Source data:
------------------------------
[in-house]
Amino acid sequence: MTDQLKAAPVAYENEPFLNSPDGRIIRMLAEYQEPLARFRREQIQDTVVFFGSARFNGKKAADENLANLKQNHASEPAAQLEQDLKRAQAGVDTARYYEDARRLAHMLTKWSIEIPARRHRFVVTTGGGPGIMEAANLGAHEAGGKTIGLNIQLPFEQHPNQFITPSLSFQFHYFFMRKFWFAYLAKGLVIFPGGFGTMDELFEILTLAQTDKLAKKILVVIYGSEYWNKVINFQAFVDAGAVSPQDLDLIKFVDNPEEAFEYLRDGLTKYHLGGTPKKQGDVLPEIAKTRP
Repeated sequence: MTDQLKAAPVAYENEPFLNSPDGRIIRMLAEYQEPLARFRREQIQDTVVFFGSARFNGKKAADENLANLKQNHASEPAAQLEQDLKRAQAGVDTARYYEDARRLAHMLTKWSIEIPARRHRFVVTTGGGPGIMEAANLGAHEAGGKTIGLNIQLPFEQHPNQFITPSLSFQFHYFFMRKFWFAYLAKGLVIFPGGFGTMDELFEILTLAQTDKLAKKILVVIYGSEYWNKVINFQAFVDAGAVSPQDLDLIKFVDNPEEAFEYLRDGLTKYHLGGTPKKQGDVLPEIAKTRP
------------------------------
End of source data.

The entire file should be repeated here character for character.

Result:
[in-house]
Amino acid sequence: MTDQLKAAPVAYENEPFLNSPDGRIIRMLAEYQEPLARFRREQIQDTVVFFGSARFNGKKAADENLANLKQNHASEPAAQLEQDLKRAQAGVDTARYYEDARRLAHMLTKWSIEIPARRHRFVVTTGGGPGIMEAANLGAHEAGGKTIGLNIQLPFEQHPNQFITPSLSFQFHYFFMRKFWFAYLAKGLVIFPGGFGTMDELFEILTLAQTDKLAKKILVVIYGSEYWNKVINFQAFVDAGAVSPQDLDLIKFVDNPEEAFEYLRDGLTKYHLGGTPKKQGDVLPEIAKTRP
Repeated sequence: MTDQLKAAPVAYENEPFLNSPDGRIIRMLAEYQEPLARFRREQIQDTVVFFGSARFNGKKAADENLANLKQNHASEPAAQLEQDLKRAQAGVDTARYYEDARRLAHMLTKWSIEIPARRHRFVVTTGGGPGIMEAANLGAHEAGGKTIGLNIQLPFEQHPNQFITPSLSFQFHYFFMRKFWFAYLAKGLVIFPGGFGTMDELFEILTLAQTDKLAKKILVVIYGSEYWNKVINFQAFVDAGAVSPQDLDLIKFVDNPEEAFEYLRDGLTKYHLGGTPKKQGDVLPEIAKTRP